Fewer Post-Transplant Fractures With Practice Changes

Fracture incidence within a year of transplant was 3 times lower among patients who had surgery from 2009 to 2011 vs 2004 to 2006.
Fracture incidence within a year of transplant was 3 times lower among patients who had surgery from 2009 to 2011 vs 2004 to 2006.

Fewer fractures occurred among kidney transplant (KT) patients following changes in the management of chronic kidney disease mineral bone disorder (CKD-MBD), researchers reported.

“Recent changes in clinical practice are associated with reductions in pre and posttransplant hyperparathyroidism, vitamin D deficiency, and fracture risk after KT,” Peggy Perrin, MD, and colleagues from the Strasbourg University Hospital in France, concluded in Transplantation.

Using a chart review, the investigators compared fracture incidence among KT recipients from a hospital. Group 1 (152 patients) underwent surgery from 2004 to 2006 and group 2 (137 patients) from 2009 to 2011. Some important changes occurred in the interval, notably a decrease in parathyroidectomy usage and increase in cinacalcet treatment (for hypercalcemia with secondary hyperparathyroidism [SHPT). The researchers acknowledged that they did not know  how the 2009 Kidney Disease: Improving Global Outcomes (KDIGO) guidelines, which allowed parathyroid hormone (PTH) levels of 2 to 9 times the normal upper limit, might have influenced management of these patients.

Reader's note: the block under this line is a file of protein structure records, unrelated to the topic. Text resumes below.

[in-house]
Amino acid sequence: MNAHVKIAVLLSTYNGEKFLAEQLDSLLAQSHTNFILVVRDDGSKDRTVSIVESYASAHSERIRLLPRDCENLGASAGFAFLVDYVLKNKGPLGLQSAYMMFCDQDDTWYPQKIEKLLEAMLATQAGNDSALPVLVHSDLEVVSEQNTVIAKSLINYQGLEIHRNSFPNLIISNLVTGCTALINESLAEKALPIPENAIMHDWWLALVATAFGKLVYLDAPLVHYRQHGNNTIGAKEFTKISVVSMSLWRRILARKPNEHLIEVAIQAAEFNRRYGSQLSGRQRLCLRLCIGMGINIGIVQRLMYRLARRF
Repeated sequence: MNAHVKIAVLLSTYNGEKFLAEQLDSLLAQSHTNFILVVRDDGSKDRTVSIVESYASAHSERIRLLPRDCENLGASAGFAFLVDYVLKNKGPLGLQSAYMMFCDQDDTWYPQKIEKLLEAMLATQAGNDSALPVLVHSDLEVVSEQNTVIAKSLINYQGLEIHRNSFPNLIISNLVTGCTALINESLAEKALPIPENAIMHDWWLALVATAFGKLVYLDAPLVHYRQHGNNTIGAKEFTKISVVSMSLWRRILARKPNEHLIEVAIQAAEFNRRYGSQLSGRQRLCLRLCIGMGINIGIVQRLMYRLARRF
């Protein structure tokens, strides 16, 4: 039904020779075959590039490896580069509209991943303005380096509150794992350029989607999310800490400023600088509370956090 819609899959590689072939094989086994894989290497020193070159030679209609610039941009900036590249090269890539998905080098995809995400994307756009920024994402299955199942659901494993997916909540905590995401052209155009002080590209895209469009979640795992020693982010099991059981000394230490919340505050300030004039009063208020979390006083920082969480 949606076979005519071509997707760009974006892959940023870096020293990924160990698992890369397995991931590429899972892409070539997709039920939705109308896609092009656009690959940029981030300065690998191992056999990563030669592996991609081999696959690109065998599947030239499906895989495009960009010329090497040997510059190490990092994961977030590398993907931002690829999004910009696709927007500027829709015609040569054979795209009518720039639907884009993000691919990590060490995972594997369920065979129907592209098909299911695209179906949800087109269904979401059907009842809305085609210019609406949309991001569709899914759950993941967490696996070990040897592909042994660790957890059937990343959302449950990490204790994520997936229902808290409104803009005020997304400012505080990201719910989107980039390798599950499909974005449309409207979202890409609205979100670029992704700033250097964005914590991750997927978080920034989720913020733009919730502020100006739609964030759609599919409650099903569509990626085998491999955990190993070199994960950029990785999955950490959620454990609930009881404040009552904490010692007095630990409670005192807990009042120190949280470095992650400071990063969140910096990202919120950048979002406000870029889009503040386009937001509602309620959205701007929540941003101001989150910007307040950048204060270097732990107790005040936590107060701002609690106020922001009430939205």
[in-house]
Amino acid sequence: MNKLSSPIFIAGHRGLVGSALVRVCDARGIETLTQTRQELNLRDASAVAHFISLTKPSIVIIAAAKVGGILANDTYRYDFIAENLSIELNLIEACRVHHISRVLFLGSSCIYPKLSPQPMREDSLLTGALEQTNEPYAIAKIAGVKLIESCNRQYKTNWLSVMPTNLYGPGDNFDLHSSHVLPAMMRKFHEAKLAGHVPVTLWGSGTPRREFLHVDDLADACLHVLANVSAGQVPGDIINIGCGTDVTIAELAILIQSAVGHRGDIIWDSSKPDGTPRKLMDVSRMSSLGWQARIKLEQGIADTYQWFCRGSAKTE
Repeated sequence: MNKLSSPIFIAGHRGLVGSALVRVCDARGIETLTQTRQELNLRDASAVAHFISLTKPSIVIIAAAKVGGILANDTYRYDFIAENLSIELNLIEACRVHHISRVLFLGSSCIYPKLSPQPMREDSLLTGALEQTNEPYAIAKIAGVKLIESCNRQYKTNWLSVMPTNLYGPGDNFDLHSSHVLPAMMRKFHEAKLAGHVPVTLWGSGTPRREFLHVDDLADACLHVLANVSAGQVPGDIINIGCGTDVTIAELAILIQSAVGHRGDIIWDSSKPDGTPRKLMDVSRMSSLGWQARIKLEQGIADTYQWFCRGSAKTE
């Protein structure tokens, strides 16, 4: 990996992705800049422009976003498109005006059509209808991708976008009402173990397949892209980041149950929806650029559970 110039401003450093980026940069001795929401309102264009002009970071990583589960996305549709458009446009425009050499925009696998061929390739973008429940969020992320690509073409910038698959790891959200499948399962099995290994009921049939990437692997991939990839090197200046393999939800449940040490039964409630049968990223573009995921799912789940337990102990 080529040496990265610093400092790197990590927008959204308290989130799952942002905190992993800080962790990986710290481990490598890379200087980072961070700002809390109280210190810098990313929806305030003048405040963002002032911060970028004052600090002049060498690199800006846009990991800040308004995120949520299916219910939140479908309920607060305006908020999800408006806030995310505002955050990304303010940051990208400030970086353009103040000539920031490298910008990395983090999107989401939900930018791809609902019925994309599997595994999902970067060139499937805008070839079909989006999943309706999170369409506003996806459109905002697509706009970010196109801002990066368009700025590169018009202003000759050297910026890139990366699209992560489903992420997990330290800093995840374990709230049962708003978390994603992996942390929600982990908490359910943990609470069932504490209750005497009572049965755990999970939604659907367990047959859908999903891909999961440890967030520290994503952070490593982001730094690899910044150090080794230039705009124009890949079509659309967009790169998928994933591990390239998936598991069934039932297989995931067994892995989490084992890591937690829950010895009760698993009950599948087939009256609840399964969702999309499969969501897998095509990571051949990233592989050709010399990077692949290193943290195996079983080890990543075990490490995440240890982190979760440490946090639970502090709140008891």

Results from group 1 revealed 15 fractures in 13 patients: 12 were spontaneous and 3 followed trauma. According to imaging findings, fractures occurred in vertebrae, feet, upper and lower limbs, and ribs. In group 2, fractures were observed in 4 patients: 2 spontaneous fractures of vertebrae, 1 grade 1 vertebral fracture, and 1 ischio-pubic ramus fracture following a hard fall.

At the time of transplant, group 2 was receiving cinacalcet and cholecalciferol (vitamin D3) more often than group 1. Their lower PTH levels coincided with less severe SHPT. Vitamin D deficiency within the group fell from 64% to 20%.

After transplant, group 2 patients enjoyed lower rates of persistent hyperparathyroidism (PTH above 130 ng/L) and bone turnover. Cholecalciferol supplementation increased while active vitamin D therapy remained the same. Patients had twice the levels of 25-hydroxyvitamin D and 1,25-dihydroxyvitamin D. In addition, they more frequently received low-dose bisphosphonates. A year after transplant, fracture incidence was significantly lower in group 2 (3.1% vs 9.1%).

“There are several possible explanations for the decrease in fracture incidence,” Dr Perrin and colleagues explained. “First, pretransplant osteodystrophy may be less important as severe HPT regressed, whereas the proportion of patients with low PTH levels was stable. Persistent HPT also decreased.”

Steroid sparing did not account for the results. Neither did traditional risk factors for fractures, such as age, sex, and diabetes. A quarter of group 2 patients had a history of fractures, but its prevalence in group 1 was unknown.

In light of the findings, the researchers encouraged future, large randomized trials to evaluate post-transplant fracture rates particularly with bisphosphonate and cinacalcet treatment. They reported no conflicts of interest.

Reference

1.   Perrin P, Kiener C, Javier RM, et al. Recent changes in chronic kidney disease–mineral and bone disorders (CKD-MBD) and associated fractures after kidney transplantation. Transplantation [accepted manuscript]. Transplant. doi: 10.1097/TP.0000000000001449.

 

 

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